"I have probably a thousand research books at my fingertips," she said. "After reading that the color purple is good for creativity I painted my office—what else?-- Monet purple. My favorite thing in my office is my therapeutic ball chair. I can sit ten-twelve hours with nary a sore muscle."
"What was the hardest part of writing your book?" I wondered.
"Oddly enough I think the more books you write the harder it becomes. Years ago I attended a teacher workshop and the instructor asked a question that has stuck with me all these years. The question she asked was when we retired would be able to honestly say we taught thirty- forty years or would we have to say we taught one year forty times. The question is relevant for any vocation. I don’t want to write one book twenty, thirty, forty times and for that reason, it gets harder. I’m always trying to come up with new ways to describe blue eyes, for example, or a loved one’s kiss."
On a personal note, I asked, "Do you hate how you look in pictures?"
"Not particularly, but as one character explains in A Vision of Lucy: A man imagines himself more handsome than his photograph; a woman believes herself more homely."
"You can erase any horrible experience from your past," I tell her. "What will it be?"
"I’ve had some very traumatic and difficult experiences but to erase any of them would be to deny the way they shaped me as a person. I cherish the happy times in my life but I don’t think I could write with much depth had it not been for the bad times."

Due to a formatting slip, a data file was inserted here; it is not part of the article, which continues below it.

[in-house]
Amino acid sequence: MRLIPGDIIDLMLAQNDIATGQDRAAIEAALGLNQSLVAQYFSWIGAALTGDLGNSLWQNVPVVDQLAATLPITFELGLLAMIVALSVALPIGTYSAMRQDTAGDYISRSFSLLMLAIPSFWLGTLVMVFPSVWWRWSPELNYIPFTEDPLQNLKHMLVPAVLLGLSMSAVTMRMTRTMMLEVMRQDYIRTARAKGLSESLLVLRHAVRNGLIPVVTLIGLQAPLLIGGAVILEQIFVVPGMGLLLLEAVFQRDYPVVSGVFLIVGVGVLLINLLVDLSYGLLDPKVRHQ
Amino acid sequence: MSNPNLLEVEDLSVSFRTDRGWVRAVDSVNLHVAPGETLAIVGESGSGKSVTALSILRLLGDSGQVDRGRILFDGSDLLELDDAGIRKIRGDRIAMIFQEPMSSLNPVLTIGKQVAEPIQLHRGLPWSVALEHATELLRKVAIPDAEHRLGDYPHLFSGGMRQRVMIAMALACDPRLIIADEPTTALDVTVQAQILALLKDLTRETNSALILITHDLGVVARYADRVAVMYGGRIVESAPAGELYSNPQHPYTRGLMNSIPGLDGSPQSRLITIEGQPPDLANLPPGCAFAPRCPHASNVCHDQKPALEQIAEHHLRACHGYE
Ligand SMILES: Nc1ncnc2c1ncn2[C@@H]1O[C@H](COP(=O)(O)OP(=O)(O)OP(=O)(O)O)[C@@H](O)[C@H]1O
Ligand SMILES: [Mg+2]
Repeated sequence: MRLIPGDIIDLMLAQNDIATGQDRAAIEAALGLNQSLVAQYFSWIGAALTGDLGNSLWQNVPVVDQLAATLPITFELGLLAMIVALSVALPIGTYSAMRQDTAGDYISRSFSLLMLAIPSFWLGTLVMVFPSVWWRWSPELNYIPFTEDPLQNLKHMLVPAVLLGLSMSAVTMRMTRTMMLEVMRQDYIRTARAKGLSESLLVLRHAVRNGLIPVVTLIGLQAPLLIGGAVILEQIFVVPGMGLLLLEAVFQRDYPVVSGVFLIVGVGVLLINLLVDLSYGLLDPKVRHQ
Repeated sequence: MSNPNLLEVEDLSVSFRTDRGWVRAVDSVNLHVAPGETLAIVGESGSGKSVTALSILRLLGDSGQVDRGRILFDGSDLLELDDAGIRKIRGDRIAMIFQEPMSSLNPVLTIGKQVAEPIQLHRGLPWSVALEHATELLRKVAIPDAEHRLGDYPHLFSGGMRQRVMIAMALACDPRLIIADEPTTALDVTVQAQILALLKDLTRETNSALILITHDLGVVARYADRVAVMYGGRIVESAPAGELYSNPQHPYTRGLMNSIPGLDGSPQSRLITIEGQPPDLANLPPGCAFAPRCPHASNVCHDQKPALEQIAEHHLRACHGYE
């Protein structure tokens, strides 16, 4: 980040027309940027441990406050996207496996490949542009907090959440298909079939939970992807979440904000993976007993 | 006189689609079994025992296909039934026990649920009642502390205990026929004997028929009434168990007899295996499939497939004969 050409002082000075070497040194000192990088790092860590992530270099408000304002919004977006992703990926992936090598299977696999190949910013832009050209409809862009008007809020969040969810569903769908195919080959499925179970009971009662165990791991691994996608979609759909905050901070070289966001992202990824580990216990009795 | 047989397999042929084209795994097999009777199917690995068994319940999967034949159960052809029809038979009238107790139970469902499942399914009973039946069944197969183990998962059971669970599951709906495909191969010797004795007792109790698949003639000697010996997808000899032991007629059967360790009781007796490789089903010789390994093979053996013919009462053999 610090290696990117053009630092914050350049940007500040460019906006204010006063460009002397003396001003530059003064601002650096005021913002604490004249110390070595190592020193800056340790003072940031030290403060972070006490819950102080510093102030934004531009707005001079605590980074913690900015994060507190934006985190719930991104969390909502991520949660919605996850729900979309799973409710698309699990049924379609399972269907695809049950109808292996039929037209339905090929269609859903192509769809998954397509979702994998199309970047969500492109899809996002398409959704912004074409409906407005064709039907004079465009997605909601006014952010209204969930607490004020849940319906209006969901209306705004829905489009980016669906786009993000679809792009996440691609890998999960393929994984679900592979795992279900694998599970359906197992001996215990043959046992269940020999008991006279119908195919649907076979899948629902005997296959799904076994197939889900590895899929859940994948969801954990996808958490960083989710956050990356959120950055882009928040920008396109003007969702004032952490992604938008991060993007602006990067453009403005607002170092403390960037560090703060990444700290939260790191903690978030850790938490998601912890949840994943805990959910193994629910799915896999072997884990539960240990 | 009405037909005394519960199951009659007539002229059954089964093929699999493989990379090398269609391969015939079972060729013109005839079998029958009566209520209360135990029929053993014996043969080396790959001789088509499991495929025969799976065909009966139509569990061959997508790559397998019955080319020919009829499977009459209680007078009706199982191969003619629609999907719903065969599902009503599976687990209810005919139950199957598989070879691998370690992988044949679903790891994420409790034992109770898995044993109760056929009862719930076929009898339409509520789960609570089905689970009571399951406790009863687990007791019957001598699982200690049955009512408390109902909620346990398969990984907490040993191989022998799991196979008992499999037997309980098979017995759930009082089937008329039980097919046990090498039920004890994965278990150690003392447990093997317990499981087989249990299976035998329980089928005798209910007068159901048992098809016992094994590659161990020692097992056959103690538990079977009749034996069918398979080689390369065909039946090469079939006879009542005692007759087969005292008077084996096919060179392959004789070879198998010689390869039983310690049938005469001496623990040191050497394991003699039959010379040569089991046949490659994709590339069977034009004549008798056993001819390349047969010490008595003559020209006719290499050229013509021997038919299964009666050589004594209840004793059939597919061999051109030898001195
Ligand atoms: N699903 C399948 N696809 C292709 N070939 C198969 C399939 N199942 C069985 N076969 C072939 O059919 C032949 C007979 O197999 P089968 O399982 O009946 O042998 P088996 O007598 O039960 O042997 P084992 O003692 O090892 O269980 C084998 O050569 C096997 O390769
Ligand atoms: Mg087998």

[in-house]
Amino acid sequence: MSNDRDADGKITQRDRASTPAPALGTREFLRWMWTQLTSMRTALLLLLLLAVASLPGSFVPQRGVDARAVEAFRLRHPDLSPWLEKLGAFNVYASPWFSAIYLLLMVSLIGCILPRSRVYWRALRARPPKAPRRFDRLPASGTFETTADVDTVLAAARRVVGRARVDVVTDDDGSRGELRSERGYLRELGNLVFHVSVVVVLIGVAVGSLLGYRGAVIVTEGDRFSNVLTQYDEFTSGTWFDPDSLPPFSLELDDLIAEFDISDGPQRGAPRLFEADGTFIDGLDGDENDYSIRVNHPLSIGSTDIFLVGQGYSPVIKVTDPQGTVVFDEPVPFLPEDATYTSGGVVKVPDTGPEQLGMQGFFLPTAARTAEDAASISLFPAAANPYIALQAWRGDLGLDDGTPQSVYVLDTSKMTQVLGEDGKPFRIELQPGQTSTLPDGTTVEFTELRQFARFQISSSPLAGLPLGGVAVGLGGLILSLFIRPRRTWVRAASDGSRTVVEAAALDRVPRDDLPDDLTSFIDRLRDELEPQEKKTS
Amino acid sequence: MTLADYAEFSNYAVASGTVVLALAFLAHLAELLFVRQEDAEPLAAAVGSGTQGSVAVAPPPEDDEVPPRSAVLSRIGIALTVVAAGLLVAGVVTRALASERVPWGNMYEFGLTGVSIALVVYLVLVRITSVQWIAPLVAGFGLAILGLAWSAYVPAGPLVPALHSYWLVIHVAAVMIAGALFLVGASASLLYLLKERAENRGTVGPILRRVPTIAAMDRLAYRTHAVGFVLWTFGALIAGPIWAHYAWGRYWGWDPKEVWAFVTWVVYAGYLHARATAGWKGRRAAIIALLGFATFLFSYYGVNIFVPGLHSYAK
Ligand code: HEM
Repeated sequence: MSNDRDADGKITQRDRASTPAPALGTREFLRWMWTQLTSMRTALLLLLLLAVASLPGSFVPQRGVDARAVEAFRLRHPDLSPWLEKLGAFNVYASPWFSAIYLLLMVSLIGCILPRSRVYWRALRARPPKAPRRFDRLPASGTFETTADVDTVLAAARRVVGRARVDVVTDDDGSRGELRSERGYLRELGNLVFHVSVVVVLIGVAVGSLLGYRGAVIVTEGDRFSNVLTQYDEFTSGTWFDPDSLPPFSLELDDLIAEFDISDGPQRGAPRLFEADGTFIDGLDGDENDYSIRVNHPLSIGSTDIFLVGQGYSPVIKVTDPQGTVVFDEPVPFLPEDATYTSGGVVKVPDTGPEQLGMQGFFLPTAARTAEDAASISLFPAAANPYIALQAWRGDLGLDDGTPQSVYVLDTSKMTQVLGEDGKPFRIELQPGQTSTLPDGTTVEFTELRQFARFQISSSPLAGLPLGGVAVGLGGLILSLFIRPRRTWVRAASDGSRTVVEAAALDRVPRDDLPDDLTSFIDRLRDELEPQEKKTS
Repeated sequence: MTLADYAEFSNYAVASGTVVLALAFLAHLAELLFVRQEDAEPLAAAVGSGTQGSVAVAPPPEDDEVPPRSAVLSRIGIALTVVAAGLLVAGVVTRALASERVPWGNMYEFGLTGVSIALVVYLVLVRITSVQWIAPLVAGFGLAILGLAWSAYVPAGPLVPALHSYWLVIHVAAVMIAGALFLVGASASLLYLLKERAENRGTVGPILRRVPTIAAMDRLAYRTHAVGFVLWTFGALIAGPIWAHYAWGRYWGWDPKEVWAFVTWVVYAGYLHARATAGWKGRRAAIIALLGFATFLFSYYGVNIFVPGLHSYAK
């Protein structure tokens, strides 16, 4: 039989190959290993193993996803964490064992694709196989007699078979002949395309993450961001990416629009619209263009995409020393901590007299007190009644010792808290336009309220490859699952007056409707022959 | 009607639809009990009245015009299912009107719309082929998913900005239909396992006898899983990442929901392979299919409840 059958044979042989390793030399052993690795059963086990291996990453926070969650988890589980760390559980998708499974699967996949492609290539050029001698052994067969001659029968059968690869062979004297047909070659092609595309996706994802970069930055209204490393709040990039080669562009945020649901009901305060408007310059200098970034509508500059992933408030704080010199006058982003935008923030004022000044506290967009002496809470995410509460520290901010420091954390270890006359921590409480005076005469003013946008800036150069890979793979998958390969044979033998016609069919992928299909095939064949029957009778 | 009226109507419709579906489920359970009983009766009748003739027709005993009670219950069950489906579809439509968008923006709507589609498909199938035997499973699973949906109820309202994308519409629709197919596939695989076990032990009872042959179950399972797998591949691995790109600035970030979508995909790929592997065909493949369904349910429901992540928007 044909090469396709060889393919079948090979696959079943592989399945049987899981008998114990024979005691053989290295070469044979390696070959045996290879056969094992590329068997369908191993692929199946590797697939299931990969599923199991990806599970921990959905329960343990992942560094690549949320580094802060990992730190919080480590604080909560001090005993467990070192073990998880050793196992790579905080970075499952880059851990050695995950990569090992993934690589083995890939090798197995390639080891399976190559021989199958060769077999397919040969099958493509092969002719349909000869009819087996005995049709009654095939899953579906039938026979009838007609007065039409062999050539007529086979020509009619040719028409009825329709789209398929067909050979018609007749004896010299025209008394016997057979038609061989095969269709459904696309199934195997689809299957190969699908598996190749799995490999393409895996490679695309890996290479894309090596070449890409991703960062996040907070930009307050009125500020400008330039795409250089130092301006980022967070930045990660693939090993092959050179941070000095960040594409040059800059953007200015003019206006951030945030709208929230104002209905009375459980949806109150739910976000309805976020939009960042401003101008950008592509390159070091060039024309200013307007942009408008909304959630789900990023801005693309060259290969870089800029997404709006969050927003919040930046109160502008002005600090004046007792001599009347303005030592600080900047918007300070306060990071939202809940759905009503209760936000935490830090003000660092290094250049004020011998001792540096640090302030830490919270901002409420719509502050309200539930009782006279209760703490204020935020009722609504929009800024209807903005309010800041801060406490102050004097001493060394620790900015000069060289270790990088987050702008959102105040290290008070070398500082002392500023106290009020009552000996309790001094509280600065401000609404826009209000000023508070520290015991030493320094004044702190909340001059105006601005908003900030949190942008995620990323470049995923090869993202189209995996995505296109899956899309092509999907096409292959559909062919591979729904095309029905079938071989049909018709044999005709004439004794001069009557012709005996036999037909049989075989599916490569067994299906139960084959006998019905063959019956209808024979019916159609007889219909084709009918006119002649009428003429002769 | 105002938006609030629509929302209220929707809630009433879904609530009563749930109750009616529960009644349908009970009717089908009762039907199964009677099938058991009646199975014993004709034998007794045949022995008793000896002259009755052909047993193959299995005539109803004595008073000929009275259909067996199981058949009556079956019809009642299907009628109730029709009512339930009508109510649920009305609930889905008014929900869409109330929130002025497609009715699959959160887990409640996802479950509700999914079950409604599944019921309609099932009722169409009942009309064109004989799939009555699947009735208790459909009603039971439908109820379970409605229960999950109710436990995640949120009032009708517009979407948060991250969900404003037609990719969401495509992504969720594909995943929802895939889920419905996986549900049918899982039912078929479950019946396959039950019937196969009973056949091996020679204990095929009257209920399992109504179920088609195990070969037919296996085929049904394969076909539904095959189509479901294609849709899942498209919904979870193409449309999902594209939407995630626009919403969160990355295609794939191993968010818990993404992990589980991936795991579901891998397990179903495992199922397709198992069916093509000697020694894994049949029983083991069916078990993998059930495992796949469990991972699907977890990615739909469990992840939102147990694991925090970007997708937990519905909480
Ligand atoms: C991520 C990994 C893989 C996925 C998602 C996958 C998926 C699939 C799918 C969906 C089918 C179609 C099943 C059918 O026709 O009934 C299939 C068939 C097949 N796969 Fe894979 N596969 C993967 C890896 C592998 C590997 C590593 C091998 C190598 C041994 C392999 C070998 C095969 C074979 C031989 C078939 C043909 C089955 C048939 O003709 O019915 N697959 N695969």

According to her husband, Margaret starts a lot of sentences with "In the 1800s…"
"As a historical writer I can’t seem to help myself," she said. "The similarities between the nineteenth and twenty-first centuries are staggering. Immigration, politics, health care, unemployment, falling stock prices, union problems, failing banks—you name it, the Victorians had it. How encouraging to know that the challenges our country faces are not unique. Who knows? By looking back in time we might even find solutions."
"Have you ever cried during a movie?" I asked.
"The last movie I cried at was Toy Story 3. It was bad enough when my own kids left home for college without having to go through it again with Andy."
She admits to being able to multitask --"This is the number one requirement for motherhood," she claimed, --but thinks the ability to multi-task is being carried to extremes today.
"I recently saw a boy on a skateboard talking on a cell phone and holding a dog on a leash," she told me.
Finally, I asked, "What advice would you give a new writer just starting out?"
"My advice is to enjoy the process. It takes time to learn the craft of writing and it can’t be rushed. An aspiring writer has the luxury of taking as long as needed to write a book. Those of us on deadline don’t have that luxury. "
About the Author:
So that’s what Margaret did. She now has more than 25 novels and novellas to her credit and has been published in 15 languages. The first book in her Rocky Creek series A Lady Like Sarah was a 2010 Women of Faith selection, and Romance Writers of American RITA finalist. A Vision of Lucy was released June 28, 2011.
Happily married to her real life hero, Margaret and her husband live in Southern California, and have three grown children.
Find her online at www.MargaretBrownley.com